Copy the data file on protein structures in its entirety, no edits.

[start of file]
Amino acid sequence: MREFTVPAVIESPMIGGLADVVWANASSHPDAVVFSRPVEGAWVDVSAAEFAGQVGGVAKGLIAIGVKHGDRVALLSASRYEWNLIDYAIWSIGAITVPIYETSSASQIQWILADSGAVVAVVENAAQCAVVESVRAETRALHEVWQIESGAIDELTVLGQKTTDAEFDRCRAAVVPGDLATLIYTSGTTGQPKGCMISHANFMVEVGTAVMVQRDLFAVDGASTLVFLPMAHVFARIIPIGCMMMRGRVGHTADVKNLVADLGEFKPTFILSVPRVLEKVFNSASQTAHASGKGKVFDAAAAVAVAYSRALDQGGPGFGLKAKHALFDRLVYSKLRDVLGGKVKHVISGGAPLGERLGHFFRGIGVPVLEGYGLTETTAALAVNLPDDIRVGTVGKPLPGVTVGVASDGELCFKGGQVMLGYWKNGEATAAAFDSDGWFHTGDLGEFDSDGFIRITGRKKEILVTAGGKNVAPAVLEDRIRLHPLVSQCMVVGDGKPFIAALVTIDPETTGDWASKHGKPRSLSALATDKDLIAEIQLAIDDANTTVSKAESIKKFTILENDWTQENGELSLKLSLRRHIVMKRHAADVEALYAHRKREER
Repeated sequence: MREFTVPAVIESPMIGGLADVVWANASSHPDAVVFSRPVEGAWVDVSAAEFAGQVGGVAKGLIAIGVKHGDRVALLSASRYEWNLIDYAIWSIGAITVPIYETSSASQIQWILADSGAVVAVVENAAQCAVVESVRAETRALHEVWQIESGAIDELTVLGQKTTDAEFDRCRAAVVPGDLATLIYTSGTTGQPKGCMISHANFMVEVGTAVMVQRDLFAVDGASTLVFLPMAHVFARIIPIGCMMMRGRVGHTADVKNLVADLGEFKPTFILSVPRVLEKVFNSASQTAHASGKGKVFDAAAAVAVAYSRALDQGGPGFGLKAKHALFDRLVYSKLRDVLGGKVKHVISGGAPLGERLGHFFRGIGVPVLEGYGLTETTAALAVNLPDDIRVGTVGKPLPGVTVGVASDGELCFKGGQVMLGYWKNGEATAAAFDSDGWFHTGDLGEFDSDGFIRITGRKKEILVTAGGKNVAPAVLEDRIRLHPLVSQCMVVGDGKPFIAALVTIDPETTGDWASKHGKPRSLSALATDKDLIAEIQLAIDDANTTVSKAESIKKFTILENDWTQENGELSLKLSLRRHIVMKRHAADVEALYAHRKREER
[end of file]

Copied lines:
Amino acid sequence: MREFTVPAVIESPMIGGLADVVWANASSHPDAVVFSRPVEGAWVDVSAAEFAGQVGGVAKGLIAIGVKHGDRVALLSASRYEWNLIDYAIWSIGAITVPIYETSSASQIQWILADSGAVVAVVENAAQCAVVESVRAETRALHEVWQIESGAIDELTVLGQKTTDAEFDRCRAAVVPGDLATLIYTSGTTGQPKGCMISHANFMVEVGTAVMVQRDLFAVDGASTLVFLPMAHVFARIIPIGCMMMRGRVGHTADVKNLVADLGEFKPTFILSVPRVLEKVFNSASQTAHASGKGKVFDAAAAVAVAYSRALDQGGPGFGLKAKHALFDRLVYSKLRDVLGGKVKHVISGGAPLGERLGHFFRGIGVPVLEGYGLTETTAALAVNLPDDIRVGTVGKPLPGVTVGVASDGELCFKGGQVMLGYWKNGEATAAAFDSDGWFHTGDLGEFDSDGFIRITGRKKEILVTAGGKNVAPAVLEDRIRLHPLVSQCMVVGDGKPFIAALVTIDPETTGDWASKHGKPRSLSALATDKDLIAEIQLAIDDANTTVSKAESIKKFTILENDWTQENGELSLKLSLRRHIVMKRHAADVEALYAHRKREER
Repeated sequence: MREFTVPAVIESPMIGGLADVVWANASSHPDAVVFSRPVEGAWVDVSAAEFAGQVGGVAKGLIAIGVKHGDRVALLSASRYEWNLIDYAIWSIGAITVPIYETSSASQIQWILADSGAVVAVVENAAQCAVVESVRAETRALHEVWQIESGAIDELTVLGQKTTDAEFDRCRAAVVPGDLATLIYTSGTTGQPKGCMISHANFMVEVGTAVMVQRDLFAVDGASTLVFLPMAHVFARIIPIGCMMMRGRVGHTADVKNLVADLGEFKPTFILSVPRVLEKVFNSASQTAHASGKGKVFDAAAAVAVAYSRALDQGGPGFGLKAKHALFDRLVYSKLRDVLGGKVKHVISGGAPLGERLGHFFRGIGVPVLEGYGLTETTAALAVNLPDDIRVGTVGKPLPGVTVGVASDGELCFKGGQVMLGYWKNGEATAAAFDSDGWFHTGDLGEFDSDGFIRITGRKKEILVTAGGKNVAPAVLEDRIRLHPLVSQCMVVGDGKPFIAALVTIDPETTGDWASKHGKPRSLSALATDKDLIAEIQLAIDDANTTVSKAESIKKFTILENDWTQENGELSLKLSLRRHIVMKRHAADVEALYAHRKREER